(24) There is another difference from Niranjan Singh’s case. I he vast complex of Pragati Maidan is spread over acres of area. It is no body’s case that the meeting or demonstration was held in the office premises. As a matter of fact Ex. P. 13 the note prepared the main management witness on whom reliance hasbeen.placed by the Enquiry Officer itself shows that the meeting was held on the lawns of the Nehru Pavilion facing Ric and the meeting was peaceful and well behaved It is also mentioned in the note that the meeting was held between 1330 hours to 1400 hours. The meeting was attended by 99 per cent of the employees. The points mentioned by the speakers are said to have related to the recruitment rules and seniority rules and the existing policy of recruitment daily wagers. Extravagant expenditure on meaningless cultural programmes, conveyance and facilities for the guides. The meeting was so peaceful and well mannered that it dispersed immediately at 14.00 hours on reaching near the staircase No. I of the Block. It is clear that the Pragati.Maidan is not a private property because public at large is permitted to come and visit this place. The demonstration was held in open. area. It is not the case like Narinjan Singh where the demonstration was held in the private property of the .railways where the public had no access. Pragati Maidan is a public, areas and the only condition Is that the public has to buy tickets for entrance. The. public thus has a right to assemble and ir.eet on this place the only limitation being one has-to ..buy ticket. Pragati Maidan complex there fore where the meeting and demonstration were held could not be said to be the exclusive property like in Niranian Singh’s case and these observations could not therefore apply in the present case.

(25) Though we have held that the chairman must be implied to have given his permission to hold the meeting, but even if the permission was not given. by the chairman it would make no difference. The reason is that if Rule 5(21) was to be held broadly to mean that it prohibits the holding of peaceful meeting and demonstration simply because the permission of the chairman has not been obtained, the same wilt have to be doctored ultra vires in terms of the ratio of Kameshwar’s case Rule 5(21) can only be up-held by reading it to mean that only meetings or demonstrations which lead to the breach of tranquility are prohibited. It is Do body’s case that there was breach of Iranquility or public order by holding the meeting. The Authority by I laming a rule like Rule 5(21) cannot in any way fetter the undoubted” right of holding peaceful meeting and demonstration conferred on the petitioners. Thus from whatever angle the matter is looked into no case is made out for violation of clause 5(21) of the Conduct Rules.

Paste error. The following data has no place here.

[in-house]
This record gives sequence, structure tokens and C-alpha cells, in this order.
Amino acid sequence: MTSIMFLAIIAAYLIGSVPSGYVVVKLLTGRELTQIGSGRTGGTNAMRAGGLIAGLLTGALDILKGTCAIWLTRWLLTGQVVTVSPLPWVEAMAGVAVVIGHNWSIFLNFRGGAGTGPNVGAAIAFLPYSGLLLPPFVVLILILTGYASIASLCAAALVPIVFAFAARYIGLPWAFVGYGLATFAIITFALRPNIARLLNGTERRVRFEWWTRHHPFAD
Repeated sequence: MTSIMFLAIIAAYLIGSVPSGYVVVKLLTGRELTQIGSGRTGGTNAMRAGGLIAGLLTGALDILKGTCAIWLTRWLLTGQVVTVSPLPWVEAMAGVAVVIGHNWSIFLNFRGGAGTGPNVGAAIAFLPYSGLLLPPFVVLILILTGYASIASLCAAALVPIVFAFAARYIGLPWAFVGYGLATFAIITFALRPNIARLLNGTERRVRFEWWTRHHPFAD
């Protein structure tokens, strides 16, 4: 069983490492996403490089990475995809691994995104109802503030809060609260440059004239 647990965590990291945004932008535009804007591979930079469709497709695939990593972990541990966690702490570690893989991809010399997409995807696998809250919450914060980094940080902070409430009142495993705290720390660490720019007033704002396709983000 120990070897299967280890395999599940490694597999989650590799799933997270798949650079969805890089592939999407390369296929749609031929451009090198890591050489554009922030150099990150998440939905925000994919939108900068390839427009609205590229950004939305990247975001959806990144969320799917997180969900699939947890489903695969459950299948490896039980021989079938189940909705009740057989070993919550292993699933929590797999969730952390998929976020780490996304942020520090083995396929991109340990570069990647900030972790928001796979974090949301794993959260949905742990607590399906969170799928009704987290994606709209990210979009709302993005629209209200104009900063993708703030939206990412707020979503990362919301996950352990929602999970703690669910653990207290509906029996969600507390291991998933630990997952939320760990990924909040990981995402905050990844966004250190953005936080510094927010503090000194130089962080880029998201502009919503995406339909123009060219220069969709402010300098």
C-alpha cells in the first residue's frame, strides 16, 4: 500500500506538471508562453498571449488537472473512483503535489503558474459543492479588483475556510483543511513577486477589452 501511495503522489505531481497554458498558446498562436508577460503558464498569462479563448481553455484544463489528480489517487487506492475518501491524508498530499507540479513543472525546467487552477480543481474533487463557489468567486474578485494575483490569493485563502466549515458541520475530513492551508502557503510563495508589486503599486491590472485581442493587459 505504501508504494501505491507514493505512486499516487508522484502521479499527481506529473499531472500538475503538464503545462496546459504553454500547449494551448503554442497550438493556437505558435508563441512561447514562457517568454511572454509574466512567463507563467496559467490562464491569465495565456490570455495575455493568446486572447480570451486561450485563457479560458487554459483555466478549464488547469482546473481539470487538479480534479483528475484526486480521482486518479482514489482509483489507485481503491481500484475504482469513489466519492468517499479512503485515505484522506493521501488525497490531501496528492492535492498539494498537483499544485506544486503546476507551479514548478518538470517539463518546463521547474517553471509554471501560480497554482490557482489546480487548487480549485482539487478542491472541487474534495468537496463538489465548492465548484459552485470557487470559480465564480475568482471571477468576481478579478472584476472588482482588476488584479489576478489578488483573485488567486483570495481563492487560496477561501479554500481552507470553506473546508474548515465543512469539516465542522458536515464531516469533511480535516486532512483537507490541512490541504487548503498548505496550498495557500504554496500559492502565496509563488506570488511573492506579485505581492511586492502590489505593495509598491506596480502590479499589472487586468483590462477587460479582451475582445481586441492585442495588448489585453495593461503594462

(26) On the failure to prove charge under-Rule 5(21) of the Conduct Rules charge under rule 5(6) would automatically fall because if as found there was no lawful order prohibiting the holding of meeting, no question of willful or otherwise insubordination or disobedience arise.

(27) With regared to charge under Rule 5(20) there can obviously bo no act of subversive discipline or good behavior if as held already no fault can be found by holding meeting or demonstration. However, it was argued by Mr. Punjawani that raising of slogans of Murdabad are acts subversive of discipline. Now reference to Article of charge would, show that general bald allegation has been made of having raised defamatory slogans and having made inflammatory speech. There was no specification at all of what defamatory slogans were raised. No document in support cf this has been produced on records The only evidence allegedly to come on the record about the defamatory Slogans and inflammatory speech can, therefore be spelt out from the evidence which R. K. Sen Gupta the only management witness on whom the enquiry officer and the disciplinary authority have relied. He has though .produced a document living slogans containing Murdabad, but” in evidence he admits that he was ordered by the Managing Director/Chairman to prepare this document for the purpose of producing it before Mr. Nair; the Enquiry Officer Thus this document was specifically prepared. It is not a contemporaneous document. Now Mr. Gupta when he appeared as witness for evidence was specifically asked what abuses had been given; his answer was ‘JOhumse tukrayega choor choor ho jayega. Mohammed Yunus hai hai General Manager hai hai Tanashahi nahi chalegi Govnda gardi nahi chalet